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Publication numberUS20070015737 A1
Publication typeApplication
Application numberUS 11/265,537
Publication dateJan 18, 2007
Filing dateNov 2, 2005
Priority dateJul 9, 1999
Also published asCA2375628A1, EP1237547A2, WO2001003680A2, WO2001003680A3
Publication number11265537, 265537, US 2007/0015737 A1, US 2007/015737 A1, US 20070015737 A1, US 20070015737A1, US 2007015737 A1, US 2007015737A1, US-A1-20070015737, US-A1-2007015737, US2007/0015737A1, US2007/015737A1, US20070015737 A1, US20070015737A1, US2007015737 A1, US2007015737A1
InventorsAnne Clark, Paul Fraser, Bruce Verchere, Ajay Gupta, David Migneault, Walter Szarek
Original AssigneeNeurochem (International) Limited, Isis Innovation Limited, Queen's University At Kingston, The University Of British Columbia, The Governing Counsel Of The University Of Toronto
Export CitationBiBTeX, EndNote, RefMan
External Links: USPTO, USPTO Assignment, Espacenet
Compounds for inhibiting diseases and preparing cells for transplantation
US 20070015737 A1
Abstract
Methods and compositions which are useful in the treatment of amyloidosis. In particular, methods and compositions are provided for inhibiting, preventing and treating amyloid depositions, e.g. in pancreatic islets, wherein the amyloidotic deposits are islet amyloid polypeptide (IAPP)-associated amyloid deposition or deposits. The methods of the invention involved administering to a subject a therapeutic compound which inhibits IAPP-associated amyloid deposits. Accordingly, the compositions and method of the invention are useful for inhibiting IAPP-associated amyloidosis in disorders in which such amyloid deposition occurs, such an diabetes. The invention also provides a process for the preparation of cells suitable for transplantation into a mammal, which cells are capable of forming fibrils, said process comprising contacting the cells with an inhibitor of fibril formation. In particular the process prepares cells for use in a method of treating diabetes. Also provided are a culture medium comprising the inhibitor and cells for transplantation.
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Claims(27)
1-21. (canceled)
22. A method for the preparation of cells suitable for treating a subject having amyloid deposits, said method comprising contacting the cells in vitro with an inhibitor of amyloid deposit formation, such that amyloid deposit formation is inhibited therein.
23. The method according to claim 22, wherein said inhibitor causes breakdown of amyloid deposits, the deposits having been formed by said cells prior to said contacting.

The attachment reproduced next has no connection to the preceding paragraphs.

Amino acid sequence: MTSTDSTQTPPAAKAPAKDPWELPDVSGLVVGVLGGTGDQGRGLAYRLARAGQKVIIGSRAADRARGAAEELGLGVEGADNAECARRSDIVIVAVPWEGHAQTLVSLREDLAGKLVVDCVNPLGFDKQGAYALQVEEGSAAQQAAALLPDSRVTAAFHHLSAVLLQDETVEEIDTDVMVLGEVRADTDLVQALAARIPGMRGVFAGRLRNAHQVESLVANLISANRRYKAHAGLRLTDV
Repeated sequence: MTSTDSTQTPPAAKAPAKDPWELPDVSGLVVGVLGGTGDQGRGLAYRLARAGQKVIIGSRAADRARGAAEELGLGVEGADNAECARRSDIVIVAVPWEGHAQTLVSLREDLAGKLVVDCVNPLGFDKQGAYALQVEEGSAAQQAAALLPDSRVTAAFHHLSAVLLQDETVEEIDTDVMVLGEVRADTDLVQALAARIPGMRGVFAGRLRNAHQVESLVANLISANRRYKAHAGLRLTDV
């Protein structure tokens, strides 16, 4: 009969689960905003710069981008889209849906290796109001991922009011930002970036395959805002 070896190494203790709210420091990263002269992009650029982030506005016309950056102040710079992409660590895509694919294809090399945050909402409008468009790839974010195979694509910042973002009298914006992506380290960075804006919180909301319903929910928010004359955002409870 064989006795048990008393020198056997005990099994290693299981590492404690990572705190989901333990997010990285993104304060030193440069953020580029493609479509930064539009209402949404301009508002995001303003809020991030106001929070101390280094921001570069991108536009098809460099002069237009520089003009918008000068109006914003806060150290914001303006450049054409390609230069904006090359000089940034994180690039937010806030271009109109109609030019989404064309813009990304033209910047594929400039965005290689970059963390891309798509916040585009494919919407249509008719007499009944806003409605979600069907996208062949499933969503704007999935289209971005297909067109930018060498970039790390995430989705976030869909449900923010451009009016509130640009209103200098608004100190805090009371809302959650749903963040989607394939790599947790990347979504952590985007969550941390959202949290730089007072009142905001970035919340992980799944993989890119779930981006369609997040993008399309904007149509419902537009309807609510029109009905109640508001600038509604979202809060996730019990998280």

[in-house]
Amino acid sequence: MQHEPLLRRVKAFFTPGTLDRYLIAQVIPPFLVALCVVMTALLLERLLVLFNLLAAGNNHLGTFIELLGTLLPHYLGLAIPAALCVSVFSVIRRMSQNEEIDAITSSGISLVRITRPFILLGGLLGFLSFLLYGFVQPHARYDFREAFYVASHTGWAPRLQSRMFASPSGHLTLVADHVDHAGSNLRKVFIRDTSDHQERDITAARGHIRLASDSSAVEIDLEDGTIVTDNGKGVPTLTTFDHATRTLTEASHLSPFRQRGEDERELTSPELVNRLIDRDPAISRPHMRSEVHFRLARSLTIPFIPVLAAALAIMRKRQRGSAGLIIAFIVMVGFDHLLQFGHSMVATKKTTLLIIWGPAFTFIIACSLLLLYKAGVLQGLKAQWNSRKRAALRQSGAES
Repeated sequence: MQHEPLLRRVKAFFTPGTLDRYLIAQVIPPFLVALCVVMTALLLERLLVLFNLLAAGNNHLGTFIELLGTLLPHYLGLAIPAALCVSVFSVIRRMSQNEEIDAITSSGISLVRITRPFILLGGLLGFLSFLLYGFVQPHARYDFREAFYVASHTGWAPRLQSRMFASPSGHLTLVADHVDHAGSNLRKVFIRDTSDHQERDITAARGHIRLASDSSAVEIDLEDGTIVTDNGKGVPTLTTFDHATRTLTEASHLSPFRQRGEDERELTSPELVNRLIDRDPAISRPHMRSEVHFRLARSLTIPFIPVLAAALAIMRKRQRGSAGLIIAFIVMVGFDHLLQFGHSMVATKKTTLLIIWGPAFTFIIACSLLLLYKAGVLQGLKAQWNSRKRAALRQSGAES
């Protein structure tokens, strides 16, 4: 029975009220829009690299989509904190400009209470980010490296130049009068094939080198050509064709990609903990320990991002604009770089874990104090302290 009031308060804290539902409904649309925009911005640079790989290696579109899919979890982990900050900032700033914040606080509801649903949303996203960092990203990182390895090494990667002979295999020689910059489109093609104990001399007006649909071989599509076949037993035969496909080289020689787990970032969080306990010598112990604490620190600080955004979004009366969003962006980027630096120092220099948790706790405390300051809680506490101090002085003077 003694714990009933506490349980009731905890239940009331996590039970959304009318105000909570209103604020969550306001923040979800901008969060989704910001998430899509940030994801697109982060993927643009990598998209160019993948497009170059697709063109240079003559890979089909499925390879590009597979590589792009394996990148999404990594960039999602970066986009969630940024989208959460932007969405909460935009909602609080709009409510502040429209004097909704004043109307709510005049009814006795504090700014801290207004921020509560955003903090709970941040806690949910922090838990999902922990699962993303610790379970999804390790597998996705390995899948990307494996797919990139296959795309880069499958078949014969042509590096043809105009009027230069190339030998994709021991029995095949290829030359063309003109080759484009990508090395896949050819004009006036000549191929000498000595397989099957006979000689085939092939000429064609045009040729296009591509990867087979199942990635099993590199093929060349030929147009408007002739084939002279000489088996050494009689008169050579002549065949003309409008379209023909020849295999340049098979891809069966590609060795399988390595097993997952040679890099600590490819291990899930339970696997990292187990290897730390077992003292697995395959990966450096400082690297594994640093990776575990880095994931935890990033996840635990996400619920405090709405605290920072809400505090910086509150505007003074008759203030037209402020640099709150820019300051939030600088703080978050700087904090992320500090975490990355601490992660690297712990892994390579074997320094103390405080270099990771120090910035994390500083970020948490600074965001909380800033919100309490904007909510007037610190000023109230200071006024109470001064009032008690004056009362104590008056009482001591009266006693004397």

24. The method according to claim 22, wherein said cells are cultured in the presence of the inhibitor.
25-26. (canceled)
27. The method according to claim 22, wherein said inhibitor comprises a compound selected from the group consisting of:
(i) 3-(3-hydroxy-1-propyl)amino-1-propanesulfonic acid

HOCH2CH2CH2NHCH2CH2CH2SO3H;
(ii) DL-2-amino-5-phosphovaleric acid
(iii) 1,2,3,4-tetrahydroisoquinoline
(iv) cyclohexylsulfamic acid
(v) O-phospho-L-serine
(vi) hexafluoroglutaric acid
(vii) 8-methoxyquinoline-5-sulfonic acid
(viii) 4-phenyl-1-(3′-sulfopropyl)-1,2,3,6-tetrahydropyridine
(ix) 3-amino-2-hydroxy-1-propanesulfonic acid
(x) 3-dimethylamino-1-propanesulfonic acid

Me2NCH2CH2CH2SO3H;
and pharmaceutically acceptable esters, acids, and salts thereof.
28-31. (canceled)
32. A culture medium or a culture medium pre-mix comprising a compound as defined in claim 53.
33. A culture of cells in which the culture medium is as defined in claim 32.
34. A culture according to claim 33 in which the cells are islet cells.
35. Ex vivo cells prepared by the method according to claim 22.
36. Ex vivo cells according to claim 35, wherein said cells are in a preparation comprising an inhibitor, wherein said inhibitor comprises a compound selected from the group consisting of:
(i) 3-(3-hydroxy-1-propyl)amino-1-propanesulfonic acid;
(ii) DL-2-amino-5-phosphovaleric acid;
(iii) 1,2,3,4-tetrahydroisoguinoline;
(iv) cyclohexylsulfamic acid;
(v) O-phospho-L-serine;
(vi) hexafluoroglutaric acid;
(vii) 8-methoxyquinoline-5-sulfonic acid;
(viii) 4-phenyl-1-(3′-sulfopropyl)-1,2,3,6-tetrahydropyridine;
(ix) 3-amino-2-hydroxy-1-propanesulfonic acid;
(x) 3-dimethylamino-1-propanesulfonic acid;
and pharmaceutically acceptable esters, acids, and salts thereof.
37-38. (canceled)
39. Ex vivo cells according to claim 35 which are islet cells for use in a method of treating diabetes.
40. (canceled)
41. A pharmaceutical composition comprising a cell according to claim 35, and a pharmaceutically acceptable carrier or diluent.
42. Use of an inhibitor as defined in claim 53 in the manufacture of a medicament for inhibiting amyloid deposit formation by, or breaking amyloid deposits down in, a transplanted cell preparation.
43. A vessel for containing a culture of cells, wherein said vessel is coated with a compound as defined in claim 53.
44. A kit for culturing cells comprising a culture medium or culture medium pre-mix as defined in claim 32.
45. (canceled)